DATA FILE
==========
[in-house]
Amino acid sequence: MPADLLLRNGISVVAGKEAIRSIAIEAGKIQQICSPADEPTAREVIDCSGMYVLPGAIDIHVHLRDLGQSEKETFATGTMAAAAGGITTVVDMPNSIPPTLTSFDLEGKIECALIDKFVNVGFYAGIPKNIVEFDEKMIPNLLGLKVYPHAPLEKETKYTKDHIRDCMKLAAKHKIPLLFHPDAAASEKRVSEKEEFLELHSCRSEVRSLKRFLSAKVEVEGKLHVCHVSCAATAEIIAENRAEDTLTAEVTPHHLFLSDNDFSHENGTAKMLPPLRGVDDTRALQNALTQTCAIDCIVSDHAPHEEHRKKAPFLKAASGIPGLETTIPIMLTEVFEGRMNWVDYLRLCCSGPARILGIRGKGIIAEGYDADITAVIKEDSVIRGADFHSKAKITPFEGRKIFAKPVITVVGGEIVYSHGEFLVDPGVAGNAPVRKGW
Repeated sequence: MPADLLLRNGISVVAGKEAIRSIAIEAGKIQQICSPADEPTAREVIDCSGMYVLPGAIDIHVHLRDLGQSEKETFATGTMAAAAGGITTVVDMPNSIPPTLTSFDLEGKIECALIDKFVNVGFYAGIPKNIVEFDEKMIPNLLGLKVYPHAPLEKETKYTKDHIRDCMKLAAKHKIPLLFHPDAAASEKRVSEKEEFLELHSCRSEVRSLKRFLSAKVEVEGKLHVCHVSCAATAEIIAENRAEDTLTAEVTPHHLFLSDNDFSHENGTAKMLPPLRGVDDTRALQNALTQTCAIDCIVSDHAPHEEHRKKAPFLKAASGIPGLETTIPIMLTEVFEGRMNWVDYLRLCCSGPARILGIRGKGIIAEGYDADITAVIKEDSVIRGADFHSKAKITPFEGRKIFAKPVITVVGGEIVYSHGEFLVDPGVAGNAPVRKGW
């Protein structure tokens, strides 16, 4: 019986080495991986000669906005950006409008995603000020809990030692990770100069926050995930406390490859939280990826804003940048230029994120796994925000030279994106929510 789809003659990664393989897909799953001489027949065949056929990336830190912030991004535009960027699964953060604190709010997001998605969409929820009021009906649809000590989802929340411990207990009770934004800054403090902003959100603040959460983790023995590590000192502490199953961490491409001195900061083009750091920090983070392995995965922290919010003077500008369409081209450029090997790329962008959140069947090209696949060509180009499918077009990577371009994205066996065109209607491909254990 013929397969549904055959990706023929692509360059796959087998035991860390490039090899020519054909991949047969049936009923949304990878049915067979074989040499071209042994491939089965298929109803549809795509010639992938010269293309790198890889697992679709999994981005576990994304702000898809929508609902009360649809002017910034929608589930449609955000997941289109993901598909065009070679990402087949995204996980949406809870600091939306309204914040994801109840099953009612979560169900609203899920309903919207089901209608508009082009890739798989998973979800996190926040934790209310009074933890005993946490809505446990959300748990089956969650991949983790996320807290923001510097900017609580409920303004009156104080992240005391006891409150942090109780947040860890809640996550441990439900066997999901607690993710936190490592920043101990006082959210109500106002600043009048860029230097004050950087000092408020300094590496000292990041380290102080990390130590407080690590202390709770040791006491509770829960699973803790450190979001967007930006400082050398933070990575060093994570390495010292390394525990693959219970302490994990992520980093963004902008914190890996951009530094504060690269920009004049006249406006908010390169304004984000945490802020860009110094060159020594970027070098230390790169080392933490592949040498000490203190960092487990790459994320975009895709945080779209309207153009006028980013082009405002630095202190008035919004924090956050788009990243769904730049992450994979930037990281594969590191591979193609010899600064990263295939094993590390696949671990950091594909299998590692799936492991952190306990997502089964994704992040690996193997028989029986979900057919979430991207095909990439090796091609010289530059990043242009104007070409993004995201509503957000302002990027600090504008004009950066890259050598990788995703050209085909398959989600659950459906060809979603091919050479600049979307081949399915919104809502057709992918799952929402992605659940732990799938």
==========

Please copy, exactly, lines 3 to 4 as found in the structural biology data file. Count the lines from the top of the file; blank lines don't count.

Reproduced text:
Repeated sequence: MPADLLLRNGISVVAGKEAIRSIAIEAGKIQQICSPADEPTAREVIDCSGMYVLPGAIDIHVHLRDLGQSEKETFATGTMAAAAGGITTVVDMPNSIPPTLTSFDLEGKIECALIDKFVNVGFYAGIPKNIVEFDEKMIPNLLGLKVYPHAPLEKETKYTKDHIRDCMKLAAKHKIPLLFHPDAAASEKRVSEKEEFLELHSCRSEVRSLKRFLSAKVEVEGKLHVCHVSCAATAEIIAENRAEDTLTAEVTPHHLFLSDNDFSHENGTAKMLPPLRGVDDTRALQNALTQTCAIDCIVSDHAPHEEHRKKAPFLKAASGIPGLETTIPIMLTEVFEGRMNWVDYLRLCCSGPARILGIRGKGIIAEGYDADITAVIKEDSVIRGADFHSKAKITPFEGRKIFAKPVITVVGGEIVYSHGEFLVDPGVAGNAPVRKGW
């Protein structure tokens, strides 16, 4: 019986080495991986000669906005950006409008995603000020809990030692990770100069926050995930406390490859939280990826804003940048230029994120796994925000030279994106929510 789809003659990664393989897909799953001489027949065949056929990336830190912030991004535009960027699964953060604190709010997001998605969409929820009021009906649809000590989802929340411990207990009770934004800054403090902003959100603040959460983790023995590590000192502490199953961490491409001195900061083009750091920090983070392995995965922290919010003077500008369409081209450029090997790329962008959140069947090209696949060509180009499918077009990577371009994205066996065109209607491909254990 013929397969549904055959990706023929692509360059796959087998035991860390490039090899020519054909991949047969049936009923949304990878049915067979074989040499071209042994491939089965298929109803549809795509010639992938010269293309790198890889697992679709999994981005576990994304702000898809929508609902009360649809002017910034929608589930449609955000997941289109993901598909065009070679990402087949995204996980949406809870600091939306309204914040994801109840099953009612979560169900609203899920309903919207089901209608508009082009890739798989998973979800996190926040934790209310009074933890005993946490809505446990959300748990089956969650991949983790996320807290923001510097900017609580409920303004009156104080992240005391006891409150942090109780947040860890809640996550441990439900066997999901607690993710936190490592920043101990006082959210109500106002600043009048860029230097004050950087000092408020300094590496000292990041380290102080990390130590407080690590202390709770040791006491509770829960699973803790450190979001967007930006400082050398933070990575060093994570390495010292390394525990693959219970302490994990992520980093963004902008914190890996951009530094504060690269920009004049006249406006908010390169304004984000945490802020860009110094060159020594970027070098230390790169080392933490592949040498000490203190960092487990790459994320975009895709945080779209309207153009006028980013082009405002630095202190008035919004924090956050788009990243769904730049992450994979930037990281594969590191591979193609010899600064990263295939094993590390696949671990950091594909299998590692799936492991952190306990997502089964994704992040690996193997028989029986979900057919979430991207095909990439090796091609010289530059990043242009104007070409993004995201509503957000302002990027600090504008004009950066890259050598990788995703050209085909398959989600659950459906060809979603091919050479600049979307081949399915919104809502057709992918799952929402992605659940732990799938």